On December 20th, the SECURE Act – Setting Every Community Up for Retirement Enhancement Act of 2019 – was signed into law. The new legislation, which took effect January 1, 2020, brings significant changes to account holders and beneficiaries of individual retirement accounts (Traditional and Roth IRAs) and employer-sponsored retirement plans.
Most of the provisions in the new law are long over-due and more beneficial to plan participants than the current regulations. However, some elements are more restrictive and will likely impact your estate planning. This article highlights key changes in the new law and identifies important retirement and estate planning considerations.
What are some of the changes?
- Removed maximum age for making traditional IRA contributions: Under the old law, individuals could only contribute to their Traditional IRAs until age 70 ½. Now there is no maximum age limitation, so individuals who are still working can continue to contribute toward retirement – and enjoy additional tax-deferred savings.
- Extended age for taking Required Minimum Distributions (RMD): The previous law required individuals to commence taking distributions from their retirement plan by age 70 ½. Under the new law, the RMD requirement is pushed out to age 72. This allows extra time for individuals to benefit from tax-deferred growth in their retirement accounts.
- Eliminated “stretch” IRA for many beneficiaries: Under prior law, qualified designated beneficiaries who inherited eligible retirement accounts were able to stretch required minimum distributions over their life expectancies. Now, only certain eligible designated beneficiaries (i.e., a surviving spouse, disabled or chronically ill beneficiaries, minor children, and beneficiaries who are not more than ten years younger than the account owner) qualify for the stretch. All other beneficiaries must withdraw the entire account balance within 10 years after the participant’s death or, in the case of minor children, within 10 years after reaching the age of majority. (Note: Despite the fact that minor children are eligible designated beneficiaries, all assets from retirement accounts designated to a minor child must be withdrawn within 10 years after the child reaches the age of majority – this may not be a desirous result for parents who wish to provide sound financial management and asset protection for their young children. Additional planning in this circumstance is more important than ever.)
- Expanded participation in employer retirement plans: Employers can now automatically auto-enroll employees in employer retirement plans and increase their contributions up to 15% (up from 10%) after the first full year of employment. In addition, more part-time workers are eligible for employer-sponsored plans since the guidelines were expanded to include employees who work for the same employer for at least 500 hours per year for three consecutive years (through 2023).
- Removed penalties for early withdrawal from retirement accounts for birth or adoption: Most early withdrawals from retirement accounts (before age 59 ½) continue to be subject to a 10% penalty. However, the SECURE Act expanded the list of exceptions to this rule to include withdrawals for expenses related to the birth or adoption of a child. Under the new law, parents can withdraw up to $5,000 for these expenses penalty-free. If the parents have separate retirement plans, they can each withdraw up to $5,000. The provision also provides the opportunity for the parents to replenish their accounts in the future.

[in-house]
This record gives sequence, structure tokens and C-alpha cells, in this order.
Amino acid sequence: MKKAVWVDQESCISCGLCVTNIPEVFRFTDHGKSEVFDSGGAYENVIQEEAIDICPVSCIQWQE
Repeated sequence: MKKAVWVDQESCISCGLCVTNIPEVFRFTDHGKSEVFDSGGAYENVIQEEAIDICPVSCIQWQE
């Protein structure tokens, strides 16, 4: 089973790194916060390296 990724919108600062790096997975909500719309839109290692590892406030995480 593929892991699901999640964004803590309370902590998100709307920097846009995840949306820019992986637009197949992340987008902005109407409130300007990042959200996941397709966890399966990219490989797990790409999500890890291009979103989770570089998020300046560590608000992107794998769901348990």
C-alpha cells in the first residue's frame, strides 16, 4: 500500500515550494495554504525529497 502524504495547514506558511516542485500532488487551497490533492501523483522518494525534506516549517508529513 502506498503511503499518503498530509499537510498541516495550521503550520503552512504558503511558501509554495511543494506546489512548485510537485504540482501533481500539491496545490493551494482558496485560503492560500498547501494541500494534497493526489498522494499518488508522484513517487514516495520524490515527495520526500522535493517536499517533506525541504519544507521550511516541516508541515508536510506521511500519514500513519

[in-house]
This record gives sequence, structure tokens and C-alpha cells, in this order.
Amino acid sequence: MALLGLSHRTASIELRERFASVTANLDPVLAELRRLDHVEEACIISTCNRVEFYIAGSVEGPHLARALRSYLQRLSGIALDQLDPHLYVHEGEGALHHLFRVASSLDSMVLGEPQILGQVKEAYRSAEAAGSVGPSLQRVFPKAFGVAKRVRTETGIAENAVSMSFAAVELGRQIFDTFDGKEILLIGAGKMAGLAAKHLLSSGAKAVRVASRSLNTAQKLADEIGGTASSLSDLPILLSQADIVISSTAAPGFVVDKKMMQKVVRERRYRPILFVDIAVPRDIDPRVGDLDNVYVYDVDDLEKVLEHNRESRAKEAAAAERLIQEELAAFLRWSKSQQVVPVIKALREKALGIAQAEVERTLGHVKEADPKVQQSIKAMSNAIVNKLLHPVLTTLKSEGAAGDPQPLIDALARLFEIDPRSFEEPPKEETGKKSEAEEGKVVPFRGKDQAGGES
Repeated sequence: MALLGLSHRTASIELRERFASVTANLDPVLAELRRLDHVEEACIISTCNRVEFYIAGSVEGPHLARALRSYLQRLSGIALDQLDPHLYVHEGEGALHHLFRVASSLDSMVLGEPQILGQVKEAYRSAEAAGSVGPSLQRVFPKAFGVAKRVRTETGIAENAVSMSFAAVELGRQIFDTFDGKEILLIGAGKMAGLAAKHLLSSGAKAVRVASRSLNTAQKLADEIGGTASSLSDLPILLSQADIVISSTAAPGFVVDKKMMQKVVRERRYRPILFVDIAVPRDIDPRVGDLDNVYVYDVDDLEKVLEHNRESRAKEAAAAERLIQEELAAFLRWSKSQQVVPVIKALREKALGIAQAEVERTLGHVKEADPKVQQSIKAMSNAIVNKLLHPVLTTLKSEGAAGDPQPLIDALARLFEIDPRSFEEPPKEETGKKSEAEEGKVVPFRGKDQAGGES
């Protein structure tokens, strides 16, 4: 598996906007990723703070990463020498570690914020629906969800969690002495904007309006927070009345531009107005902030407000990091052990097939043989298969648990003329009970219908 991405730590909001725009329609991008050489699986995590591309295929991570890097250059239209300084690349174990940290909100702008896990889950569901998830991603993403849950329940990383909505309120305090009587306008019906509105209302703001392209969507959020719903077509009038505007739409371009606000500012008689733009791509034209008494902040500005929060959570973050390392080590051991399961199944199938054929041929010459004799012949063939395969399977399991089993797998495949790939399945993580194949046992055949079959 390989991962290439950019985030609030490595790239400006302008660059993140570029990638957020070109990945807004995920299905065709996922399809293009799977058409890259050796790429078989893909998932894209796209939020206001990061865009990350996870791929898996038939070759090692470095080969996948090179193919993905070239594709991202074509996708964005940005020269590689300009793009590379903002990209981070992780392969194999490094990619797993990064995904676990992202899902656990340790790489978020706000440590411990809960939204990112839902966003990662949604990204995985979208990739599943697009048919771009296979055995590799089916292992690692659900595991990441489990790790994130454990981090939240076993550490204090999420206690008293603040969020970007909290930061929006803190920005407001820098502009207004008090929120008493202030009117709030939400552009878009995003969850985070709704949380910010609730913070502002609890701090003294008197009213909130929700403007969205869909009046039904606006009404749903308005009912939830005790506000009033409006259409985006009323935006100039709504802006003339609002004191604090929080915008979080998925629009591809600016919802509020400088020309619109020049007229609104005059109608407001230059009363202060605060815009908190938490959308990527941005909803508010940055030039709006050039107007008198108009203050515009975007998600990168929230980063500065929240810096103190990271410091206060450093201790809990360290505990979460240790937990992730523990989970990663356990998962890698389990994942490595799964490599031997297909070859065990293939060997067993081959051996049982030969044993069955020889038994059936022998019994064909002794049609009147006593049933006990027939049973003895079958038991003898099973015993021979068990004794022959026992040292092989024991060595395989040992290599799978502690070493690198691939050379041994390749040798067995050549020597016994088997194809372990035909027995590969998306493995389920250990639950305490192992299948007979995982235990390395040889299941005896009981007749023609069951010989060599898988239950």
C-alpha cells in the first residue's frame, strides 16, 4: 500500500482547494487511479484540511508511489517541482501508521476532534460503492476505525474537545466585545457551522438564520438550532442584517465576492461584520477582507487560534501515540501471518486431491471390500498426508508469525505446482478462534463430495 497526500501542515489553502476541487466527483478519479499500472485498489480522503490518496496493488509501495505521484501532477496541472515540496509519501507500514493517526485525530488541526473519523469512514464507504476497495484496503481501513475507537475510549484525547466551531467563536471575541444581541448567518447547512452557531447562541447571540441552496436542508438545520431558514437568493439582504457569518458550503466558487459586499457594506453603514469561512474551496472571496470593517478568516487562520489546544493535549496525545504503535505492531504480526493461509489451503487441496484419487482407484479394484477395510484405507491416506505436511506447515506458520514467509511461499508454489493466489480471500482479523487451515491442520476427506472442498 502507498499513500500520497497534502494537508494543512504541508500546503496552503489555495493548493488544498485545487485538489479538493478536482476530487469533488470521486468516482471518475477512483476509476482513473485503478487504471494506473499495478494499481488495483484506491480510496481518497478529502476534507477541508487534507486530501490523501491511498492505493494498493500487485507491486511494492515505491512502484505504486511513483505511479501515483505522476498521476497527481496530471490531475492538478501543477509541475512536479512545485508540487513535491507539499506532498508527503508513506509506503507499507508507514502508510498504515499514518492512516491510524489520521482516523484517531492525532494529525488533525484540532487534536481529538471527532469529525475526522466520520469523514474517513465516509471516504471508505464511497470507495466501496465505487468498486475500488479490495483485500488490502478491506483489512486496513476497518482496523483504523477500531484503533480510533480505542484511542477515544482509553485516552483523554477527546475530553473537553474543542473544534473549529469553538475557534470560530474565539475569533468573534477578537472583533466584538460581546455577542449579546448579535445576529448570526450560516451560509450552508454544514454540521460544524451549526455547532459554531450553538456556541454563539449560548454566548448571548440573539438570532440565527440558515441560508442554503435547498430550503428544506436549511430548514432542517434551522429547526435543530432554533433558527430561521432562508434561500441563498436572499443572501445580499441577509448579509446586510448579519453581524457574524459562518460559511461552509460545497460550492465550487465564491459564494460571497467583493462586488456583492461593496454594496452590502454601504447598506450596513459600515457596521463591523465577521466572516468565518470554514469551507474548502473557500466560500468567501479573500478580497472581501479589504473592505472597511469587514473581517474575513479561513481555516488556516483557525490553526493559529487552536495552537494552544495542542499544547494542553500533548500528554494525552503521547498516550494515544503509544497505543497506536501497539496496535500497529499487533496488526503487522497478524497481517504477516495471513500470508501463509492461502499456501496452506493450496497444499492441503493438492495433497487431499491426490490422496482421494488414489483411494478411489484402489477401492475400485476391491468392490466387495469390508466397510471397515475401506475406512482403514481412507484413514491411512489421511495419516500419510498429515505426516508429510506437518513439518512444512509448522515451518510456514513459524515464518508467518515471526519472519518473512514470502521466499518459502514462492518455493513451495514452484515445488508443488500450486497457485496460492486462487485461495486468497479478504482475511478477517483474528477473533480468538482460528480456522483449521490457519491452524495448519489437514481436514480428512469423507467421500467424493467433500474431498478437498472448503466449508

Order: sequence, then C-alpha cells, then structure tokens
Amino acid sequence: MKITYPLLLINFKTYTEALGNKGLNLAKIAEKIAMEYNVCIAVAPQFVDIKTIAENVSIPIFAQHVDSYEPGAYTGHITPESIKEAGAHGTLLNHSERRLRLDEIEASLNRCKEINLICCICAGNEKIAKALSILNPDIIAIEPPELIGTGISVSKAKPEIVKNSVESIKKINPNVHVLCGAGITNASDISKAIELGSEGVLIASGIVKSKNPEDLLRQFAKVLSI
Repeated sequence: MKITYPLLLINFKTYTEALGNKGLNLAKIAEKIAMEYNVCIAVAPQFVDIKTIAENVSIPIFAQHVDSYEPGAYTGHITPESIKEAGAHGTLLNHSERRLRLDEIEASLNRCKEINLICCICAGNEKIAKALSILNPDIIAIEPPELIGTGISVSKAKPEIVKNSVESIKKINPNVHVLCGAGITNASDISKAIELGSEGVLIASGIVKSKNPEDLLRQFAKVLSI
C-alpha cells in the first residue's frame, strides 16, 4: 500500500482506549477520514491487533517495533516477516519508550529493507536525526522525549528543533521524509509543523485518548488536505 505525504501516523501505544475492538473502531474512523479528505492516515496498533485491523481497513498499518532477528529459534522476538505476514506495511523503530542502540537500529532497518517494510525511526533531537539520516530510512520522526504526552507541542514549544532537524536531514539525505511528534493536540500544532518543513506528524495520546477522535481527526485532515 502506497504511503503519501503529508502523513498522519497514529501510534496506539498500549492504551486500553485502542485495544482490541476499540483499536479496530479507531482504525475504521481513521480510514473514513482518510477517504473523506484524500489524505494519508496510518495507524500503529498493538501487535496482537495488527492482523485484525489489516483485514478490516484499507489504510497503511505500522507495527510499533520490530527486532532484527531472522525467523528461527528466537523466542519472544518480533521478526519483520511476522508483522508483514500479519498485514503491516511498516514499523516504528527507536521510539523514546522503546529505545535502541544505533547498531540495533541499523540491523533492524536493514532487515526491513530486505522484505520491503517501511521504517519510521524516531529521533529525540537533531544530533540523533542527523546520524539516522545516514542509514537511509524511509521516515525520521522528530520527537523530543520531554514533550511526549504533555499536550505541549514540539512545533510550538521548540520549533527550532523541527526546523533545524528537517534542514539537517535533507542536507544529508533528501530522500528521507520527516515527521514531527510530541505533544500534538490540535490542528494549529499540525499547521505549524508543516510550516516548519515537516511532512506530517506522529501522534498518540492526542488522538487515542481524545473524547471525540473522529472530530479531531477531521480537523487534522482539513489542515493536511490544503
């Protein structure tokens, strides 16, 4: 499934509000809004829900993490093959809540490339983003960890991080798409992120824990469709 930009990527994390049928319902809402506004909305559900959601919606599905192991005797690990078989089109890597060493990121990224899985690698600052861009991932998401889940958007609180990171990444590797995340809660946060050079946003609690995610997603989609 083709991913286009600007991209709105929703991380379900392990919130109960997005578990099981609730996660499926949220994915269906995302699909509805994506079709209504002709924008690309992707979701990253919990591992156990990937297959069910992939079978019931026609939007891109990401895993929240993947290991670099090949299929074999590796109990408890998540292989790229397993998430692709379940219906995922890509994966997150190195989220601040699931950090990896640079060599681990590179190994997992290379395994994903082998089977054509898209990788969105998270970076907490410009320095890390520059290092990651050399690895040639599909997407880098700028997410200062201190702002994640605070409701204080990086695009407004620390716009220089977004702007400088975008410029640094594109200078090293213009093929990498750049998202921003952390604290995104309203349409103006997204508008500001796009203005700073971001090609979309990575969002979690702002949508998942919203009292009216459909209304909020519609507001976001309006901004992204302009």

- Expansion of Section 529 Plans: 529 plan account owners may now withdraw up to $10,000 tax-free for payments toward qualified education loans. This is a lifetime limit and applies to the 529 plan beneficiary and each of their siblings separately. In addition, 529 plan accounts can now be used to cover costs associated with certain registered and certified apprenticeships.
What actions should be taken?
The changes set in motion by the SECURE Act require proactive planning. It is important to speak with a qualified professional about these changes and their impact on your financial and retirement situation. Here are a few things to consider:
- If you are turning 70 ½ in 2020 and originally planned on taking an RMD from your traditional retirement plan, you now have the option to defer that distribution until age 72. Take the time to review your financial needs and reconsider your withdrawal plans.
- If you are still working and over age 70 ½ in 2020, consider the benefits of making an IRA contribution.
- If you are working part-time and have been previously unable to participate in your company’s 401(k) plan, check with your human resources department to see if the SECURE Act changed your participation eligibility.
- Review and consider adjustments to your estate plan, including establishing trusts for minor beneficiaries and revising your beneficiary designations based on the new law.
At Henson Efron, our attorneys have extensive knowledge and experience in tax, trusts, and estate planning. We, in collaboration with your financial planner, can help you respond to these changes in a way that continues to align with your intended goals.
If you’d like to know more about how the new requirements affect your plans, please contact one of the attorneys on the Henson Efron Estate Planning Team.
The purpose of this article is only to provide general information and should not be construed as legal advice.